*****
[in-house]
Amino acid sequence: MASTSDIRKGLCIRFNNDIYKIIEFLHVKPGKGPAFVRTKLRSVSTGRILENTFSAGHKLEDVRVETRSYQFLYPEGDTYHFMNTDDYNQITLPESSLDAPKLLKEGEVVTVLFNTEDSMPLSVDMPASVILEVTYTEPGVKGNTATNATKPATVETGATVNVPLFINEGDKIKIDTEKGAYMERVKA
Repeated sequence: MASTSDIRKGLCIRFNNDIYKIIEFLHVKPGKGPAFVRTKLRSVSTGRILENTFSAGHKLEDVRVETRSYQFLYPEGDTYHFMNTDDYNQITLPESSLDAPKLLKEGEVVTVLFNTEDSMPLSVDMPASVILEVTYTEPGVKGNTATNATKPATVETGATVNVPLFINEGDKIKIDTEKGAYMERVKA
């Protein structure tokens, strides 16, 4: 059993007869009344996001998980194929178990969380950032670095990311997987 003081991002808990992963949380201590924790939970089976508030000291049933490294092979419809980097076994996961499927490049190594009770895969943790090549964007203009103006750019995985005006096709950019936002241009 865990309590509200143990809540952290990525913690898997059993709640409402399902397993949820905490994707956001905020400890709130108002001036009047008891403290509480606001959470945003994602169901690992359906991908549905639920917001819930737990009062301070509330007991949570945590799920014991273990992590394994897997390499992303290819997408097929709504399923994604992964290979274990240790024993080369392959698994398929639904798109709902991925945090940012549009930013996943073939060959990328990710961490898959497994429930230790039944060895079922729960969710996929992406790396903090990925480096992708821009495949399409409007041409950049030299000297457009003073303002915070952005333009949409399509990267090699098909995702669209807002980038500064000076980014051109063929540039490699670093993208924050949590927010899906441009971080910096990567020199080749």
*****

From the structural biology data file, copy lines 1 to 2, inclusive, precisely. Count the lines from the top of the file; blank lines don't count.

[in-house]
Amino acid sequence: MASTSDIRKGLCIRFNNDIYKIIEFLHVKPGKGPAFVRTKLRSVSTGRILENTFSAGHKLEDVRVETRSYQFLYPEGDTYHFMNTDDYNQITLPESSLDAPKLLKEGEVVTVLFNTEDSMPLSVDMPASVILEVTYTEPGVKGNTATNATKPATVETGATVNVPLFINEGDKIKIDTEKGAYMERVKA